i.e., instead of (a,b)∈f, we write f(a) = b

D. Restriction: if f is function from A to B and S is a subset of A, we can define a
function f/S by letting f/S = the intersection of f and the Cartesian Product of
S and B; i.e., f/S = {(x,y)∈f: x is an element of S}

E. One-to-one: let f be a function from A to B. we say that f is one-to-one iff f(x)
= f(y) implies x = y

F. Onto: let f be a function from A to B. f is onto B iff for every b∈B, there is an
a∈A such that f(a) = b

G. Bijection: Let A and B be sets. A bijection from A to B is a function f:A→B
which is one-to-one and onto

H. Equivalent: Two sets A, B are equivalent iff there exists a bijection from A to
B, and we write A ≈ B.

XIX. Special Properties of Functions (easy to prove):

A. The composite of two functions is a function
B. The composite of two onto functions is onto
C. The composite of two one-to-one functions is one-to-one
D. The composite of two bijections is a bijection
E. The inverse of a function f is a function iff f is a bijection
F. ≈ is an equivalence relation

Cardinality

XX. Cardinality in General:

A. : If k∈N, then = {n∈ N: n ≤ k}
B. Finite: A set S is finite iff S = Ø or S ≈ for some k∈ N.
C. Infinite: A set S is infinite iff it is not finite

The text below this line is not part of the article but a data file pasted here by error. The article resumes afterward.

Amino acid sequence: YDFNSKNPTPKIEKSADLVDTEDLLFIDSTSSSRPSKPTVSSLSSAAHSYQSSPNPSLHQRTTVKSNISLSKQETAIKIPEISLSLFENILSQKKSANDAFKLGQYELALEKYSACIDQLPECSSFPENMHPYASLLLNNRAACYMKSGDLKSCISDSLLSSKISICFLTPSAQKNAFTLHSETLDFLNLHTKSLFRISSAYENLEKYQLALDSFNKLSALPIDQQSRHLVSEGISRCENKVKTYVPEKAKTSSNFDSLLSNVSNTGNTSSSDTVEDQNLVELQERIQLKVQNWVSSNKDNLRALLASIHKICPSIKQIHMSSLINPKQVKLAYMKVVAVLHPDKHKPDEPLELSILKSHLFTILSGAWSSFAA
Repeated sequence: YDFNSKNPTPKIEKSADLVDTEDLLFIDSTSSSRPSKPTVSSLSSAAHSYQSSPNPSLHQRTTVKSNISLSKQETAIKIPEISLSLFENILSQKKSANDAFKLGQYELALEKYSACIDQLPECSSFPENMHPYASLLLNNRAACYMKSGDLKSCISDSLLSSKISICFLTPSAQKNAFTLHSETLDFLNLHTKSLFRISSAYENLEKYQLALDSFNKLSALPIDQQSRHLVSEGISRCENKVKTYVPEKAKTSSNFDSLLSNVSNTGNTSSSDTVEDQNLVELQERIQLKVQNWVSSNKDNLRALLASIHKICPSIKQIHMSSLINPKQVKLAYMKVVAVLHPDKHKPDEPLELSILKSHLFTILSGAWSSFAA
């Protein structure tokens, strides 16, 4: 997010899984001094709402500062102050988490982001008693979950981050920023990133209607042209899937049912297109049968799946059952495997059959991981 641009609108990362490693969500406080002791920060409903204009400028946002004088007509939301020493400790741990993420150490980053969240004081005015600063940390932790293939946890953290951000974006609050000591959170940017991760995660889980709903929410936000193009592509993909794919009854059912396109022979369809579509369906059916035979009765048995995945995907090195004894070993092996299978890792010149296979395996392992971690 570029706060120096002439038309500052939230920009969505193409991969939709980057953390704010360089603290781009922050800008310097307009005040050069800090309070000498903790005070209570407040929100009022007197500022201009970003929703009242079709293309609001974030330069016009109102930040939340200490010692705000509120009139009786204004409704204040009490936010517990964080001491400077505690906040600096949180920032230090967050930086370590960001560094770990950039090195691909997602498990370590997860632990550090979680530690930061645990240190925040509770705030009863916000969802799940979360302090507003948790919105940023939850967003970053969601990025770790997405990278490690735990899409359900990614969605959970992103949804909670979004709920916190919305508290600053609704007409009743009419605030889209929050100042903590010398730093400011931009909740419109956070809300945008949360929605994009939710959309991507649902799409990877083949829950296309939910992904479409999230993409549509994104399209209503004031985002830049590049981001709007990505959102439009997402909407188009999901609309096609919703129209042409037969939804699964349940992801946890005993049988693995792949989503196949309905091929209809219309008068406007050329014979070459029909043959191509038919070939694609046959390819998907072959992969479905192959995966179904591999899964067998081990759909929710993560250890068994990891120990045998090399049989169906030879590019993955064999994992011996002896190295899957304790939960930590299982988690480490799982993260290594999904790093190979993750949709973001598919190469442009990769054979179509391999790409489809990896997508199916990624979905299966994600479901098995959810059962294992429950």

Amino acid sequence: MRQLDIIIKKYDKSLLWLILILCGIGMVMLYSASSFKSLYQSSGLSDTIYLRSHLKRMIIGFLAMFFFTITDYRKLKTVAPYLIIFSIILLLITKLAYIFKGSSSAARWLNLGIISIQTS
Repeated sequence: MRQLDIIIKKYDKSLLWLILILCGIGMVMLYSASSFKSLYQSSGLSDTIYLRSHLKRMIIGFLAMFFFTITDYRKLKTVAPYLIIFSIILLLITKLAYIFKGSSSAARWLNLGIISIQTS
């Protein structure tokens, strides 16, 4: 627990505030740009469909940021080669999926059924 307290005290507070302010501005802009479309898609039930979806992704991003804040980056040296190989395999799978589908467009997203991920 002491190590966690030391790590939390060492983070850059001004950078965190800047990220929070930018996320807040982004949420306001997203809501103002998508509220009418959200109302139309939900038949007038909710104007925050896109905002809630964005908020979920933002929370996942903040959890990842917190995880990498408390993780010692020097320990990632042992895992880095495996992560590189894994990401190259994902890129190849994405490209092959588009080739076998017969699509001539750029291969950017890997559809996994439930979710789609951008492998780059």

D. Cardinal number: Let S be a finite set. If S ≈ for some k∈ N, then S has
cardinal number k, or cardinality k. If S = Ø then we say that S has cardinal
number 0, or cardinality 0.
E. Denumerable: Let S be a set. S is denumerable iff S ≈ N. For a denumerable
set S, we say S has cardinal number or cardinality F. Countable: A set S is countable iff it is finite or denumerable
G. Uncountable: A set S is uncountable iff it is not countable

XXI. Special Properties of Cardinality (proved later):

A. The cardinality of a finite set is unique
B. A finite set is not equivalent to any of its proper subsets
C. Every subset of a finite set is finite
D. Every proper subset of a finite set has smaller cardinality
E. The union of two finite sets is finite

Consequences of Functions and Cardinality:

XXII. Pigeon Hole Principle: for every n∈N, if r∈N and n > r and , then f is
not one-to-one

A. Lemma for proving the Pigeon Hole Principle: If r ∈N and r > 1 and x ∈ ,
then .

B. Proving Pigeon Hole Principle:
1. Use induction on “if r∈N and n > r and , then f is not one-to-
one” starting with n = 2
2. P(2) is true because if f:{1,2}→{1}, then f(1) = 1 and f(2) = 1, so f(1)
= f(2) but 1 ≠ 2, so f is not one-to-one
3. Assume P(n) for arbitrary n∈ N
4. Suppose r∈N and n+1 > r and F: 5. Suppose F is one-to-one
6. Let g be the restriction of F to .
7. So g: 8. Let x∈ be arbitrary
9. Suppose g(x) = F(n+1). Get a contradiction because then F(x) =
F(n+1), but x ≠ n+1, so F is not one-to-one
10. So g(x) ≠ F(n+1) for any x∈ 11. So g: – {F(n+1)}
12. Suppose g is not one-to-one. Then there exist a,b∈ such that g(a) =
g(b) and a ≠ b. Get a contradiction because F is not one-to-one.
13. So g is one-to-one
14. By the Lemma, – {F(n+1)} ≈ 15. So there exists a bijection h: – {F(n+1)}→ 16. So 17. Since g is one-to-one and h is one-to-one, is one-to-one
18. Since r < n+1, r-1<n
19. So and r-1<n, which contradicts the hypothesis of
induction
20. So F is not one-to-one. So r∈N and n+1 > r and F: imply F